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Technical Papers

Java Performance

Wednesday, 29 October – 13:30-15:00

13:30 - 14:00
Dynamic Metrics for Java

Bruno Dufour, McGill University, bdufou1@cs.mcgill.ca
Karel Driesen, McGill University, karel@cs.mcgill.ca
Laurie Hendren, McGill University, hendren@cs.mcgill.ca
Clark Verbrugge, McGill University, clump@cs.mcgill.ca

In order to perform meaningful experiments in optimizing compilation and run-time system design, researchers usually rely on a suite of benchmark programs of interest to the optimization technique under consideration. Programs are described as numeric, memory-intensive, concurrent, or object-oriented, based on a qualitative appraisal, in some cases with little justification. We believe it is beneficial to quantify the behavior of programs with a concise and precisely defined set of metrics, in order to make these intuitive notions of program behavior more concrete and subject to experimental validation. We therefore define a set of unambiguous, dynamic, robust and architecture-independent metrics that can be used to categorize programs according to their dynamic behavior in five areas: size, data structure, memory use, concurrency, and polymorphism. A framework computing some of these metrics for Java programs is presented along with specific results.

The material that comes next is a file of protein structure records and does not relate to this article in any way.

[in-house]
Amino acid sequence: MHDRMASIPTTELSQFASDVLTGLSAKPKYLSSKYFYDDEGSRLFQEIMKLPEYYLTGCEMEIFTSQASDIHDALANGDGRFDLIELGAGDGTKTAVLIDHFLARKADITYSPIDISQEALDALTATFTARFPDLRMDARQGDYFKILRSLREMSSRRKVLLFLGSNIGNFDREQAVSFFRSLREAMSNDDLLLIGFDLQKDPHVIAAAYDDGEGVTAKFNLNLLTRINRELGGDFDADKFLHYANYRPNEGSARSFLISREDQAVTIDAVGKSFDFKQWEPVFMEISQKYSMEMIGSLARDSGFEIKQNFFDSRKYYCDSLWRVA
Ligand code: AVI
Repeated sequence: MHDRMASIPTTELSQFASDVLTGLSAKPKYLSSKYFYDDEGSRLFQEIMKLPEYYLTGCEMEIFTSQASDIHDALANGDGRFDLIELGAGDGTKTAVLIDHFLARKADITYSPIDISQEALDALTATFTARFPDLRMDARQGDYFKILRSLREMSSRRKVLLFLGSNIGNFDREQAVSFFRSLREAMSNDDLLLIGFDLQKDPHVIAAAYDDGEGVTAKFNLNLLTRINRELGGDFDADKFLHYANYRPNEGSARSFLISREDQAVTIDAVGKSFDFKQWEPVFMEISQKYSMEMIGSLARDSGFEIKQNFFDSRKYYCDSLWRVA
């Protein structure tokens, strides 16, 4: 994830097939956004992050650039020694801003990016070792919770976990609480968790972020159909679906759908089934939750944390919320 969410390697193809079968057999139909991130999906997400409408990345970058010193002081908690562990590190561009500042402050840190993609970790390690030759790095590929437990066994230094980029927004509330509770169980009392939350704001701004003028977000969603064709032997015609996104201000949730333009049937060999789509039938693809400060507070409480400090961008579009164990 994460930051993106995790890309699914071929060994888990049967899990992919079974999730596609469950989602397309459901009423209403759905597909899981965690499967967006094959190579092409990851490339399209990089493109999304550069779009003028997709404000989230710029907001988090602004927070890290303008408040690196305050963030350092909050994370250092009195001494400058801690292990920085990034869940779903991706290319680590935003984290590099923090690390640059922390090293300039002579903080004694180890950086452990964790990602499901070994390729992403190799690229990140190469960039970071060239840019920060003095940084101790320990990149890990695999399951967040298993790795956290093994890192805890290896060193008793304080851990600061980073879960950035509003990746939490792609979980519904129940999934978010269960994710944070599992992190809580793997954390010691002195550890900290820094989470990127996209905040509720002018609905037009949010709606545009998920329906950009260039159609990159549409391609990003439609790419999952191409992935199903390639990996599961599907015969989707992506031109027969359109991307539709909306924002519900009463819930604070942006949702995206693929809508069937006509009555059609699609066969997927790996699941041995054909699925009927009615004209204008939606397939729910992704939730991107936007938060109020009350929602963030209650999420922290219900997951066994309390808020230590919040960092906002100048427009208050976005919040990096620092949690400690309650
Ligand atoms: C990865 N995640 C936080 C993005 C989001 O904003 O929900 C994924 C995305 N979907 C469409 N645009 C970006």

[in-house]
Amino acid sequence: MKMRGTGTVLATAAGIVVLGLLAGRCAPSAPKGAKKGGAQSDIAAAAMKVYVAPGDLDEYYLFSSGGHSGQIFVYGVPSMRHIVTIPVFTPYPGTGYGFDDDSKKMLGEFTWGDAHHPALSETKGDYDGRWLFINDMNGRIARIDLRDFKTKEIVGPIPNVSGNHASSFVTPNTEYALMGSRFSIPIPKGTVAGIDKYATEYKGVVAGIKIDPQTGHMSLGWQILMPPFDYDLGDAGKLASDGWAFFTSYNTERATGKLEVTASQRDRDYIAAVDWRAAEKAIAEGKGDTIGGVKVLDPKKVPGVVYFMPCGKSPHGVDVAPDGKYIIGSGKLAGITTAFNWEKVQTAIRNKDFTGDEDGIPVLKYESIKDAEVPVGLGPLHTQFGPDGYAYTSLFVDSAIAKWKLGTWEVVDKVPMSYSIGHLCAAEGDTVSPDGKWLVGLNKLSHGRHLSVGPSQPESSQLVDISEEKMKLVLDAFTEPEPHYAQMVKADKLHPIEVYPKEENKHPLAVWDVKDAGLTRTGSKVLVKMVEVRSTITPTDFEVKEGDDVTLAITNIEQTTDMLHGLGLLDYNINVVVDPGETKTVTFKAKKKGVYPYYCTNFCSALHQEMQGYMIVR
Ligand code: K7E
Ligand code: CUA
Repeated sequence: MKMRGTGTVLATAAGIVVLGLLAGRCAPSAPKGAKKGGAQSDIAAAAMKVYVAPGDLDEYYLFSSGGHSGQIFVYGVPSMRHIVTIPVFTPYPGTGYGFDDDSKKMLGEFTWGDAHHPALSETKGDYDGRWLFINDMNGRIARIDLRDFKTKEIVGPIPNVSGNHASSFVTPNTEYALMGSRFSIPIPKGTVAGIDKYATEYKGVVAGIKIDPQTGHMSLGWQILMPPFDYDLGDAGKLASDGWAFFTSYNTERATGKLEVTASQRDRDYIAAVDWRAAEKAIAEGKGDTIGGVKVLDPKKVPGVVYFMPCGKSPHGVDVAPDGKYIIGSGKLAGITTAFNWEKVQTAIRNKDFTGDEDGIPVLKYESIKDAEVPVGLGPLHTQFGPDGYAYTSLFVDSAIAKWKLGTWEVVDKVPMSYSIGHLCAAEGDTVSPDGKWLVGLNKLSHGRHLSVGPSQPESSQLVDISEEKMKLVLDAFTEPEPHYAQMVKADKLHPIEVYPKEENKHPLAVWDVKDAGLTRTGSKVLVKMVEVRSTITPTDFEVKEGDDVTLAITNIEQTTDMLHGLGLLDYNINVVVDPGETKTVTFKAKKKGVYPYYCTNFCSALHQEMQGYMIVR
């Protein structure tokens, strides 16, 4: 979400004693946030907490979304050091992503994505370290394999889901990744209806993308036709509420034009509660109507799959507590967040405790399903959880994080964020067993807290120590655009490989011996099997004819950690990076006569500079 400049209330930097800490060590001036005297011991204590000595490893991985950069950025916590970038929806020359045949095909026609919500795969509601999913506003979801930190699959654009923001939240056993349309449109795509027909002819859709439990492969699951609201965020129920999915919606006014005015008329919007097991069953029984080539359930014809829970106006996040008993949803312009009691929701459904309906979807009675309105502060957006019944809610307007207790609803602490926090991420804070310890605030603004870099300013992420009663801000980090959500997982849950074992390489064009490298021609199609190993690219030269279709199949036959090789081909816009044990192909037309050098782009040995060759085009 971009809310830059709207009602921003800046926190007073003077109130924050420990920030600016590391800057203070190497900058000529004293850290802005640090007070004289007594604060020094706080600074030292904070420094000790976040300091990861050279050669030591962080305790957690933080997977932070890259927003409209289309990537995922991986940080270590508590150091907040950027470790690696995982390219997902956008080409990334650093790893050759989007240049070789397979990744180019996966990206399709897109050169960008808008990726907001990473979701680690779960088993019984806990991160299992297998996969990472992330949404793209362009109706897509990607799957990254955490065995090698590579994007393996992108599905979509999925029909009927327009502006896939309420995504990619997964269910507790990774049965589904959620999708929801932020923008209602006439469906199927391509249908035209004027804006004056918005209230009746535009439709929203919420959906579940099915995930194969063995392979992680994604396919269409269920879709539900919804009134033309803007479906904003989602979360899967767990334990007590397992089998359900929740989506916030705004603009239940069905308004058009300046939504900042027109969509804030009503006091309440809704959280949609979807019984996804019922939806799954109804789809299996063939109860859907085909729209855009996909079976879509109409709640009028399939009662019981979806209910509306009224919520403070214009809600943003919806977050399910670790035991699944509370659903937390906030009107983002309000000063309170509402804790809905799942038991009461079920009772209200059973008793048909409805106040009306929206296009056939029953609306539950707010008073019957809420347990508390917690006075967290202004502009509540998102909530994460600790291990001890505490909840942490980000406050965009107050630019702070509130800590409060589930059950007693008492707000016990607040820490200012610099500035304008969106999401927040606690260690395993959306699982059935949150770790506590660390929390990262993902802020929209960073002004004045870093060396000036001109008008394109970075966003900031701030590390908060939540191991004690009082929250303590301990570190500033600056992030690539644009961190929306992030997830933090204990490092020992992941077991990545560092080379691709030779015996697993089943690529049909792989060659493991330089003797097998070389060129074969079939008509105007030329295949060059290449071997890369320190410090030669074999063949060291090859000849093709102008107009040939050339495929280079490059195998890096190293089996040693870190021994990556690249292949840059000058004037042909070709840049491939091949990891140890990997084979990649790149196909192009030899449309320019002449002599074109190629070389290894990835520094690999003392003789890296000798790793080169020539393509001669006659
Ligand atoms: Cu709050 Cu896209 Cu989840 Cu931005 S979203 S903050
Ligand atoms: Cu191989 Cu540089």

14:00 - 14:30
How Java Programs Interact with Virtual Machines at the Microarchitectural Level

Lieven Eeckhout, Ghent University, leeckhou@elis.rug.ac.be
Andy Georges, Ghent University, ageorges@elis.rug.ac.be
Koen De Bosschere, Ghent University, kdb@elis.rug.ac.be

Java workloads are becoming increasingly prominent on various platforms ranging from embedded systems, over general-purpose computers to high-end servers. Understanding the implications of all the aspects involved when running Java workloads, is thus extremely important during the design of a system that will run such workloads, to meet its design goals. In other words, understanding the interaction between the Java application, its input and the virtual machine it runs on, is key to a successful design. The goal of this paper is to study this complex interaction at the microarchitectural level, e.g., by analyzing the branch behavior, the cache behavior, etc. This is done by measuring a large number of performance characteristics using performance counters on an AMD K7 Duron microprocessor. These performance characteristics are measured for seven virtual machine configurations, and a collection of Java benchmarks with corresponding inputs coming from the SPECjvm98 benchmark suite, the SPECjbb2000 benchmark suite, the Java Grande Forum benchmark suite and an open-source raytracer, called Raja with 19 scene descriptions. This large amount of data is further analyzed using statistical data analysis techniques, namely principal components analysis and cluster analysis. These techniques provide useful insights in an understandable way.